However, these pressures only serve to accelerate innovation. The Japanese interconnect industry has taken the high road in technology. The technical program featured papers on precision thickness control for high-frequency applications, low coefficient of thermal expansion (CTE) materials, thermal management and greater implementation of optical components. One fascinating paper described the development of a vibration-driven MEMS energy harvester. Technically, JPCA offers as good a program on advanced packaging as any in the world.

The Japanese high-density interconnect (HDI) market, which did not exist in 1995, is now a $10-12 billion industry per year, per Dr. Hayao Nakahara. In contrast, the US HDI market last year was less than $200 million. (Total US domestic interconnect production was just north of $2 billion.) HDI is driven by handhelds, cell phones, tablets like iPads, notebooks and all sorts of other products the Western interconnect industry wrote off years ago when RCA ceded the television market to Sony. As Taiwanese and Chinese manufacturers climb the technology ladder, the Japanese continue to raise the bar.

All sorts of special process and materials have been developed to figuratively meet the challenges of carrying 10 lb. of current in a 5 lb. bag while maintaining impedance levels below 5 ohms. Special surface finishing and roughening processes for application ranging from CO2 drilling to adhesion promotion for photoresists, flex circuits, touch screens, Gorilla Glass, and a hundred other applications. Conductive inks resistant to high polarity solvents, LED inks, materials and processes for coefficient of thermal expansion matching, thermal management products and processes, and new formulations to reduce precious metals costs are all part of the mix.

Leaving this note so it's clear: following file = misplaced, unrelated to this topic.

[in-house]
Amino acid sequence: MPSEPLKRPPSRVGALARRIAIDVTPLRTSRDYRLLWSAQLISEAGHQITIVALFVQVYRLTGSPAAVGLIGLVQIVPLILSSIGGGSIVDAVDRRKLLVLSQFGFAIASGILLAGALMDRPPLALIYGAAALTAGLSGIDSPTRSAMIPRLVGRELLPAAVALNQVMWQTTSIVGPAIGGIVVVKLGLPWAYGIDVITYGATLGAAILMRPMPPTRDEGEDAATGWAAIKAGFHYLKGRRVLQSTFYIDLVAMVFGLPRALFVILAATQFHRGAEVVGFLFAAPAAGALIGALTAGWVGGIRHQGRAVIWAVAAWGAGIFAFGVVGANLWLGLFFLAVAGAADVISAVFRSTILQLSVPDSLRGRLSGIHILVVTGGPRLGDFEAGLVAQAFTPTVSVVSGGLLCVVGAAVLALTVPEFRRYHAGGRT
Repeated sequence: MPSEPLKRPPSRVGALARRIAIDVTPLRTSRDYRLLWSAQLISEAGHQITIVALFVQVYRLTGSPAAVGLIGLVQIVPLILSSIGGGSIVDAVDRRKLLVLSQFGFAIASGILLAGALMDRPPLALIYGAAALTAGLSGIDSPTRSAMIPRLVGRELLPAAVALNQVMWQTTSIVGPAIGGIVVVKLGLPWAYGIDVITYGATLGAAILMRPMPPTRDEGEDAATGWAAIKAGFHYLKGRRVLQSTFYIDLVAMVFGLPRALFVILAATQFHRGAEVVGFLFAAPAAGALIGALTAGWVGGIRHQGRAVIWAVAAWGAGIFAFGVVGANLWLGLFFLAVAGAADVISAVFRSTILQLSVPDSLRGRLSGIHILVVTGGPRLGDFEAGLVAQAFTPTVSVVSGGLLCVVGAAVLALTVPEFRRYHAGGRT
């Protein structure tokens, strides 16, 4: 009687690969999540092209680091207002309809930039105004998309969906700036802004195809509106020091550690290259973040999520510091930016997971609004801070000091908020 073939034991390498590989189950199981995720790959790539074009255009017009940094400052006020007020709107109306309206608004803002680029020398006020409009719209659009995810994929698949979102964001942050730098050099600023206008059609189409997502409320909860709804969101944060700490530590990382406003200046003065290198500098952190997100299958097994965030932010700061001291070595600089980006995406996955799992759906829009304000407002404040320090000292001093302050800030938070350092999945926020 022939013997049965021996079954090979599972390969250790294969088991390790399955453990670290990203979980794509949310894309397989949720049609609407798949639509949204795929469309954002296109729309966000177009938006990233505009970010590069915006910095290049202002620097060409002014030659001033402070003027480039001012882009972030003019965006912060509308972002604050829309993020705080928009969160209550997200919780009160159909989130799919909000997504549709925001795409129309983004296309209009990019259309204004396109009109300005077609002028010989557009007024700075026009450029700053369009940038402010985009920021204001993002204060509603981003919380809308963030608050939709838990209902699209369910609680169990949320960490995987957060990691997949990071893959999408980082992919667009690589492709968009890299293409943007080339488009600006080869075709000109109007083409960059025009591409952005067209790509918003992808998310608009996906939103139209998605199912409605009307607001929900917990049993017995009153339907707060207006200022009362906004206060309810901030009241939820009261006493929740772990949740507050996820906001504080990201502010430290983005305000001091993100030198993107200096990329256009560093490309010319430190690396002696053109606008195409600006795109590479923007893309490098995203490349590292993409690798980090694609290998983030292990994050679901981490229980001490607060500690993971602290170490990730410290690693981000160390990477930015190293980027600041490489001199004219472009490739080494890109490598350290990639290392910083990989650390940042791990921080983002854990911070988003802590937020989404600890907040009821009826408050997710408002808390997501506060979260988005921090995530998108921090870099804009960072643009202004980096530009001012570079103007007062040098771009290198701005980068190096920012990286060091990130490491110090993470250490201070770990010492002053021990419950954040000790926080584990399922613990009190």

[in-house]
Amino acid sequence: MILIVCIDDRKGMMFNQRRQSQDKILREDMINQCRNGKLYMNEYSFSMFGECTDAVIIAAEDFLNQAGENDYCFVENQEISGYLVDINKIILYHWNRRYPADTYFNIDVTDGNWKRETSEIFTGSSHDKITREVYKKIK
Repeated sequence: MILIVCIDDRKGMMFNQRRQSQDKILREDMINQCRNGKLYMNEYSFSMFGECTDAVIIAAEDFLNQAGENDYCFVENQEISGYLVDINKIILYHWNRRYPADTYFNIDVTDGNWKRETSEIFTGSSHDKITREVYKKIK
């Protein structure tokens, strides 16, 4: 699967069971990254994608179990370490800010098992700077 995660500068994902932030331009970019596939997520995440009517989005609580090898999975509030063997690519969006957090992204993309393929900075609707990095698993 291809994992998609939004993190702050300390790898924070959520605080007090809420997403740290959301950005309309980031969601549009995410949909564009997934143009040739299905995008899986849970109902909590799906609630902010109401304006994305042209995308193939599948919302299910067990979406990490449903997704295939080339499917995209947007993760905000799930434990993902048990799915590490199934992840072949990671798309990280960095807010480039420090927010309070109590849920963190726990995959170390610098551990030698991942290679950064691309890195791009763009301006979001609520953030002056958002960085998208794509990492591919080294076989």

In imaging, 50 µm lines and spaces are the norm and direct imaging systems built by a wide range of suppliers using the Texas Instruments DLP chip as the basis for UV-based systems have some PCB manufacturers pushing 15 µm lines and spaces.

The number of manufacturers offering embedded component technology (ECT) is rising rapidly. More and more companies are experimenting with active components and even developing new types of passive packages based upon ECT. One potential advantage is lower power consumption, a direct benefit in extending battery lifetimes. Another is shielding for wireless applications.

The PCB assembly side of JPCA Show saw most of the major Japanese pick-and-place manufacturers offering incremental improvements and new systems for special applications such as LED manufacturing. In assembly materials, there is a major effort to find new alloys in order to reduce materials costs. Low silver solder pastes and alternatives to SAC 305 were in evidence with several suppliers. With tin prices at all-time highs, cost increases have plagued the industry.

In a story worthy of the New York Daily News, the uproar about the incursion of Underwriters Labs onto the turf of the longstanding standards organizations serving the interconnect industry was overwhelming. UL, who converted into a for-profit company recently, has been pressing to become the global organization certifying printed circuit manufacturers and processes. Period. With over 60 years of history and data behind them, IPC, JPCA and the other coalitions of the stakeholders who developed the processes and wrote the standards would seem to be rightfully concerned. This must become an industry-wide conversation.

All in all, it was an exhilarating week.


-By Matthew Holzmann, Christopher Associates